# Commas, Commas, And More Commas!

Commas are an albatross around my neck. Maybe that’s a bit dramatic, but they are frequently my downfall in writing prose. Unfortunately, they are the most common punctuation mark within sentences, so you had better learn their proper use.

What’s the purpose of commas?

1. Separate main clauses linked by a coordinating conjunction.                                     Example: The house was built, but it had no tenants.                                                                             The meal was cooked, and the kitchen was cleaned.

2.  Set off most introductory elements.                                                                                              Example: Unfortunately, the rest of the house was a mess.                                                                           Of course, I would love to go.

3.  Set off nonessential elements (phrases that could be removed from the sentence              and not affect its meaning)                                                                                                                  Example: The injury, sustained from the fall, needed to be taken care of. The words          set apart by the commas are informative but not necessary to convey the idea.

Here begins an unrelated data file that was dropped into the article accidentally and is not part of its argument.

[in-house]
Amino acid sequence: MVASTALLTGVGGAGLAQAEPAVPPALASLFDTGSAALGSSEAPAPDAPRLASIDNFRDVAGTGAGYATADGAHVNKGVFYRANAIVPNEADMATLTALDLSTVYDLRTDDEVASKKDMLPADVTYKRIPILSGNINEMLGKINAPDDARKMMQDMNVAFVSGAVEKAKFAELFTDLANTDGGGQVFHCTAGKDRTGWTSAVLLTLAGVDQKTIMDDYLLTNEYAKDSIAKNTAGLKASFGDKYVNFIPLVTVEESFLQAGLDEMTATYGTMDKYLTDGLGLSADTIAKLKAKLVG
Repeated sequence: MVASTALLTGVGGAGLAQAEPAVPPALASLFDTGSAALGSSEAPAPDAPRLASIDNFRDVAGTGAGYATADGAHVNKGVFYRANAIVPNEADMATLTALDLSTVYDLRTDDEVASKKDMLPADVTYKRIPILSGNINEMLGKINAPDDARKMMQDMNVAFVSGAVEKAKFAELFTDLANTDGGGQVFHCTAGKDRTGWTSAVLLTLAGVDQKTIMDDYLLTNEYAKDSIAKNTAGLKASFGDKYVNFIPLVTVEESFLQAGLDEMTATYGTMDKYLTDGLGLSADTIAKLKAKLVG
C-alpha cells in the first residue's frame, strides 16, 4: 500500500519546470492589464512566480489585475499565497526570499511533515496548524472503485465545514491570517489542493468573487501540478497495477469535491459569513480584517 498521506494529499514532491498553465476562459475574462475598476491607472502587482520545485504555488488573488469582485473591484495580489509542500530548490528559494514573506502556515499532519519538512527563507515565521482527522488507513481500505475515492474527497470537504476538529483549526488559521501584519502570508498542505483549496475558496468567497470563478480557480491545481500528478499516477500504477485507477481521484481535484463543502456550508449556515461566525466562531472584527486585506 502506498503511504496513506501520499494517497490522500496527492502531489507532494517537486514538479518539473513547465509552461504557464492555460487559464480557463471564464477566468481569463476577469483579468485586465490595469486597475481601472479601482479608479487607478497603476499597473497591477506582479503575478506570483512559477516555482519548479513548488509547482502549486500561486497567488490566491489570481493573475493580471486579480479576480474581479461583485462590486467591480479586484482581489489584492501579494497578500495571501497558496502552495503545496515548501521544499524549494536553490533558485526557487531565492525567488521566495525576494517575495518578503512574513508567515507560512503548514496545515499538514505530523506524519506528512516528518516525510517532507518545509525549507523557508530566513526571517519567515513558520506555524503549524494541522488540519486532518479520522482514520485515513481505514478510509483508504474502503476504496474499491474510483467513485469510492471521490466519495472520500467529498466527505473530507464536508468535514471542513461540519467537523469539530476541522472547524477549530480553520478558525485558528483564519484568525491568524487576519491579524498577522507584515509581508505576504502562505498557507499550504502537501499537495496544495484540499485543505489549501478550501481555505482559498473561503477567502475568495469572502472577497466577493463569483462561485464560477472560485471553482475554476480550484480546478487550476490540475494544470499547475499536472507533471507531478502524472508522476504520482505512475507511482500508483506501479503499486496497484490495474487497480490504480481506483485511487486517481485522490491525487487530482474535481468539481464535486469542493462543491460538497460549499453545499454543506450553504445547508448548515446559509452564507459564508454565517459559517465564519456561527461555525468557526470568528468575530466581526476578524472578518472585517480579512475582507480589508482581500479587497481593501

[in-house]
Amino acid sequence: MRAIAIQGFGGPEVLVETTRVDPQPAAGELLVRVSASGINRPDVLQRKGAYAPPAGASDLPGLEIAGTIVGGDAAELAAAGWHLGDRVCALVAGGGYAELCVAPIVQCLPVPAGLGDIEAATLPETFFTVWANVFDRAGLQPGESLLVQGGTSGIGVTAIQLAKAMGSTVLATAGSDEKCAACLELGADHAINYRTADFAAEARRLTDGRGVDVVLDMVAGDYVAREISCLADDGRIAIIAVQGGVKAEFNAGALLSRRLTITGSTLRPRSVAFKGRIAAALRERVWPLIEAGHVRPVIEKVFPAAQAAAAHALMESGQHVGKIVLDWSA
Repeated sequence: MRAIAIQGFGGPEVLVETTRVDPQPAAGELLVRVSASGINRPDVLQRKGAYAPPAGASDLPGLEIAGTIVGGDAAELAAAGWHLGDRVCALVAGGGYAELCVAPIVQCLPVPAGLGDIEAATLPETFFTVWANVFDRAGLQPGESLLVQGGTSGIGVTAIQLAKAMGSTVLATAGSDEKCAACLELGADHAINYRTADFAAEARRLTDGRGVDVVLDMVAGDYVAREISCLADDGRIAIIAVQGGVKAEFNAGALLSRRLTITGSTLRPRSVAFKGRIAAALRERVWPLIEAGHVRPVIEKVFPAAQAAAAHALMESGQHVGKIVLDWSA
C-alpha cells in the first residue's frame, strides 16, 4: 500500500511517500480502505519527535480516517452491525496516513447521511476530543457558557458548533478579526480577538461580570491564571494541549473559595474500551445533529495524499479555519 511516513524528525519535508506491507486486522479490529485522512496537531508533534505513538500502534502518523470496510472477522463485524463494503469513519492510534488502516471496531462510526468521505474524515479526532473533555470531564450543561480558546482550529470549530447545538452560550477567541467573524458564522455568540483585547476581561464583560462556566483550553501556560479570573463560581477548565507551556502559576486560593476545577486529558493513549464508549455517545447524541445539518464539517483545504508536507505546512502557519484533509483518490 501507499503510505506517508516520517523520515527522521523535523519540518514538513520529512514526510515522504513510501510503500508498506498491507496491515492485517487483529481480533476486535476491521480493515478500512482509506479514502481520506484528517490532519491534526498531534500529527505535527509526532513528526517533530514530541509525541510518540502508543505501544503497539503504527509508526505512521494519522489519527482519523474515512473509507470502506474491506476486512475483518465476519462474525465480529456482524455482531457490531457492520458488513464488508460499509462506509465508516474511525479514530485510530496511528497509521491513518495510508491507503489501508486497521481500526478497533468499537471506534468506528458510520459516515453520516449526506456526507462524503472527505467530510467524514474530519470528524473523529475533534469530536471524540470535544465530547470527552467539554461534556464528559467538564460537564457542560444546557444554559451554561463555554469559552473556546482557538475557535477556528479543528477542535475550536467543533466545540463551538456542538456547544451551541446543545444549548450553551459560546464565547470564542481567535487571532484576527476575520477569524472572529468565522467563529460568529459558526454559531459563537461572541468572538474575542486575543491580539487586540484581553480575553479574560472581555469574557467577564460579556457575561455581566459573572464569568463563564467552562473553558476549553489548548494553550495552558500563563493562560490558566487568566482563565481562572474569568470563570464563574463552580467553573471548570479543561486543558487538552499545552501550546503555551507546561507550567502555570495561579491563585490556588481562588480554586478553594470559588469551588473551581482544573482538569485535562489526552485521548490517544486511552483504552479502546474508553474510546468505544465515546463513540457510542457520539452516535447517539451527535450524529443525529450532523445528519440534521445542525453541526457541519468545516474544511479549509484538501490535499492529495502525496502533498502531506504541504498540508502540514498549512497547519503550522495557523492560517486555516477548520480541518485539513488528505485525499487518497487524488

4.  Separate item in a series/list.                                                                                                           Example: She had eggs, grits, sausage, and bacon for breakfast.

5.  Separate coordinate adjectives.                                                                                                       Example:  She was an independent, hardworking woman.                                                                              The warm, cozy comforter was all I needed.

6.  Separate quotations and signal phrases( she said, he wrote, said Elsie).                          Example: “Knowledge is power,” wrote Francis Bacon.                                                                                    Lisa said, “Do not walk on the grass.”                                                                            There are some exceptions to this rule.                                                                                        Example: “That part of my life was over,” she wrote. “His words had sealed it shut.”                              “Claude!” Jamie called.                                                                                                                          James Baldwin insists that “one must never, in one’s life, accept…injustices                            as commonplace.” (It’s integrated into the sentence so a comma isn’t                                        necessary.)

7. Separate parts of dates, addresses, place names, and long numbers.                                 Example:  July 4, 1776, is independence day.  December 1941(doesn’t need a comma)                              Raleigh, North Carolina, is the location of NC State University.                             Do not use a comma between a state name and a zip code.